Students take a look at Enterprise in Space and give their impression
By: Frances Dellutri
On a cold winter’s day in Chicagoland, eighty-five 7th graders (ages 12 – 13) were given the opportunity to view the Enterprise in Space (EIS) website (www.enterpriseinspace.org) and discuss their impressions of the website and program. It was great fun to see the students shake off the winter sluggishness and come alive with ideas, questions, and the possibilities about the EIS program!
Joey and Jack each gave two thumbs up for the EIS website, enjoyed looking at the design submissions and were having fun imagining themselves being on board the orbiter themselves. They recalled an experiment they did with baking soda and vinegar and wondered how that would react in zero gravity (accompanied by gestures and uproarious laughter)!
April’s group really enjoyed their conversation. April started by saying she thinks programs like EIS allow students to just try anything and not be restricted by what’s happened in prior experiments because students ‘think outside the box’ and waved her arms as far apart as she could, indicating just how far out of the box students can be! Joyclyn mentioned that most of her learning to this point had been about our planet and the science happening on Earth. She felt EIS would give her an opportunity to learn about moving her focus beyond our planet. Jordan backed her up and said how cool it would be for scientists to discover or find something new as a result of an experiment designed by a student.
The implication that EIS would give students a chance to build or put together an experiment with other student ideas was interesting to Tiana and Amanda . EIS encourages global collaboration and the girls really thought it would be so much fun to watch the project come to a reality with the input of students of their own age living outside the US. In another class, I talked to Matt about the opportunity to design an experiment with someone located somewhere else on the Earth. Matt thinks it would be awesome to collaborate with someone from a different part of the globe. He would look forward to finding a way to communicate with them to understand their culture and what they were thinking as the experiment design came to life and maybe he would even learn some of their language! So, for Matt the project would become a very personal journey.
I saw a very pensive reaction to viewing the website when Alexis, Mollie and Rachel talked about how cool it would be for students to be in charge of an experiment from start to finish and be able to analyze their results. They felt adults lead them in activities most of the time and they really liked the idea of being able to follow their own experiment from start to final analysis.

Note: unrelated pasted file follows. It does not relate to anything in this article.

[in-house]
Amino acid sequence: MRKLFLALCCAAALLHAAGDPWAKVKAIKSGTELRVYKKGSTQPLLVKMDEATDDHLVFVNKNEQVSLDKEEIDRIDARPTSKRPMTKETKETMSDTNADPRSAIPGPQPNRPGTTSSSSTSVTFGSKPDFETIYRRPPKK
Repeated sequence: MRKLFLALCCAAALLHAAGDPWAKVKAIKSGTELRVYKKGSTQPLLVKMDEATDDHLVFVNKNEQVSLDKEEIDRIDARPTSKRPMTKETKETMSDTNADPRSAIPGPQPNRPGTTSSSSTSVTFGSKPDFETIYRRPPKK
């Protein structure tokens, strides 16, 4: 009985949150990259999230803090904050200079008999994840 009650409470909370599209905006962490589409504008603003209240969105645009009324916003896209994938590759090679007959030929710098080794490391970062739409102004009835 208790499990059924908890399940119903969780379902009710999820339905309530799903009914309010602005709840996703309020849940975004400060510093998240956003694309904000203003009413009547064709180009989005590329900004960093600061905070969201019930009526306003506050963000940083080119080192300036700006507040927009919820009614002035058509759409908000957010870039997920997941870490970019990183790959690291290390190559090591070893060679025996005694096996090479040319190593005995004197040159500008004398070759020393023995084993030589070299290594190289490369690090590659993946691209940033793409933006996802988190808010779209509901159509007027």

Some students were interested in designing an orbiter themselves and took turns adding elements to the emerging drawing in a round robin activity. As the paper was moving around they talked about different experiments that might involve different curriculum. Natalie and Jesus thought an experiment that involved math would be cool. Jesus was interested in the information that would come back for him to analyze. The activity triggered a group of girls to ask each other questions about space. They wondered about finding out more about asteroids, space dust, and why comets last for so long. Ryleigh and Reagan loved the idea of being involved in ‘something real.’
Corey said, “Every little kid wants to be an astronaut and EIS gives an opportunity for them to follow their dreams by doing some science in space.” Matthew felt that the project might start a new future, “kids will be able to have the freedom to think of something to do in space and their ideas will be taken into space and taken seriously. It would be very different than today’s world.”
Conner was intrigued by the program because he watches some space programs and the EIS project seems , “wow, so clever and I’d like to be a part of it! Other programs are more like a science fantasy. This program is like ‘wow’ because it brings it alive to kids. When programs are by and for adults they are just not as interesting to kids. This one sounds really great!” Conner’s teammate, Sammy was interested to see how something blows up in space!
Steven felt there was a great combination – he loves science fiction and he loves science and EIS is bringing them both together, so as he brought two fingers together to make one he said, ” I love it both!” Steven said this sounds weird, but he would fly a pizza up there, plug in a camera and see if the pizza rots or flakes or molds or something.” He said he’s not sure how far in the future the flight would be, but he hopes by then he could plug a DVD on board and then make a device to go into his head to see what’s going on in the orbiter. I spoke to Steven about e-Mind. EIS is partnering with e-Mind, a system that will be able to cognitively weave together the information of the payload experiments and information about their current status. E-Mind is being designed to be able to discuss the status of the payload and/or experiments with students as EIS is in orbit. Steven then imagined that e-Mind might report (in a very robotic voice) ‘your pizza is being very good in space!’ E-Mind is anticipated to actually have a personality and have capabilities much beyond what Steven is imagining.
The overall message to me from the interviews I conducted was student open- mindedness and their excitement and readiness to reach for the future, to imagine, and to create. These students are the new generation of space engineers, astronauts, plumbers, judges, teachers, artists, politicians, etc. Enterprise in Space allows a natural pathway for their footsteps.
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